I don’t need to nag, hit, give time-outs, or otherwise punish them. They’re very good at keeping themselves in check and watching each other.

The days where someone has an unmet need are the most difficult. A tired, hungry, thirsty, hot, or cold child will not be able to regulate as well as one with all needs met. If we find ourselves out and about when circumstances are less than ideal, we have extra patience and keep instructions simple. A tired child will be less able to keep up, a thirsty child may ask for something and scream when told ‘No’. It isn’t a child’s way of trying to get everything they want, but rather the child’s way of communicating.

Until four or five (even later in some children) a little person can’t tell us why they feel so horrible, some might not even realize they do, until one more thing happens. A three year old is hungry (or any other need), but doesn’t realize it, she asks for a piece of candy at the check-out in the grocer. Mom says no. She starts to whine, cry, followed by a full melt-down as mom holds firm. If the need had been met, then the situation could have been prevented. If mom knew her daughter was hungry, then she could have offered: You can’t have that candy because…(fill in with reason of choice), but you can have a banana or a slice of cheese.

By offering something, your child knows you’ve heard them and understand their need, even if they don’t. Even if your child doesn’t want your offering, you’ve opened the gates to communicating, the melt-down is postponed or cut off completely, and you have the opportunity to talk to your child.

And this is the key. If you dictate rules to your child, they will push them. But if you offer a rule, followed by a valid reason (“Because I said so” is not a valid reason), your child is more likely to listen. We also allow the opportunity to discuss the rules and other options. We have back-tracked and changed our minds after talking to our girls. This is not being a push over or sending the message that they can ‘get away’ with something. Rather we send the message that we’re open to discussion and if they don’t like what we’ve said they can talk about it. We may change our mind, we might not, but we will listen to their side of things.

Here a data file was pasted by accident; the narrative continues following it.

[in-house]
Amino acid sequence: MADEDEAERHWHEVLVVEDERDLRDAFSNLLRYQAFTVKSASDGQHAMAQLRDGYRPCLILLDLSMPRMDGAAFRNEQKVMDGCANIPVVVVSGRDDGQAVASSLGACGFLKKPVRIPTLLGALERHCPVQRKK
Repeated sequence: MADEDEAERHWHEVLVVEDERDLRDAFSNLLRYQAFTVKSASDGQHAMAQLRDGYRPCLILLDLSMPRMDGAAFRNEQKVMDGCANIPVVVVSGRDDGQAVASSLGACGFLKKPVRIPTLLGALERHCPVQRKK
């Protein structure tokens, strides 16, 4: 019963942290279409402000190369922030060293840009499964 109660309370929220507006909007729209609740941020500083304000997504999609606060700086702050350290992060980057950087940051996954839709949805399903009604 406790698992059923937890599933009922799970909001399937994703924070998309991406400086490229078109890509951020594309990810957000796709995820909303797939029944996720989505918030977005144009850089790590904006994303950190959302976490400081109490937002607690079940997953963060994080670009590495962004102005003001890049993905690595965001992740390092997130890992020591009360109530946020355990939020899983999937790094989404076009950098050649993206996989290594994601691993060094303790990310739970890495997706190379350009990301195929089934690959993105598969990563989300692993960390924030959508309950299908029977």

And last if nothing else can be done and crying or yelling happens, let your child know you love them, and move on. I’ve hugged the girls in full tantrum, let them know I love them, told them I will not let them hurt myself or others and have carried them kicking and screaming to the car when that was the only way I could keep everyone else safe. When they calm down, I hug them again, let them know I love them, and offer to talk about it if they want. Sometimes they do, sometimes they don’t either way I respect their choice.

These are things we’ve used from the moment the girls were able to move on their own. We explain ourselves and we demonstrate when needed. Even before they have the words, they can understand, and what they don’t understand one time they figure out quickly enough.


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Father’s Day

Father’s Day, a day to remind ourselves of the wonderful things fathers do for their wives and children. Here is a wonderful post I read recently and thought I’d share with you.

I’m happy to report that my husband is fully ‘awake’ according to this dad. About the only thing Ryan doesn’t do from this list, is wake the girls up while they’re sleeping – maybe in a few years, but not now. Well, unless you count vacations, when we have places to go etc.

When home, Ryan gets up in the morning with the girls, and lets me sleep. He’s even, once or twice, gotten up at night with them when they’ve woken and needed something.

He does occasionally do something fun for himself, but more often than not, he’s home with us when he’s not working.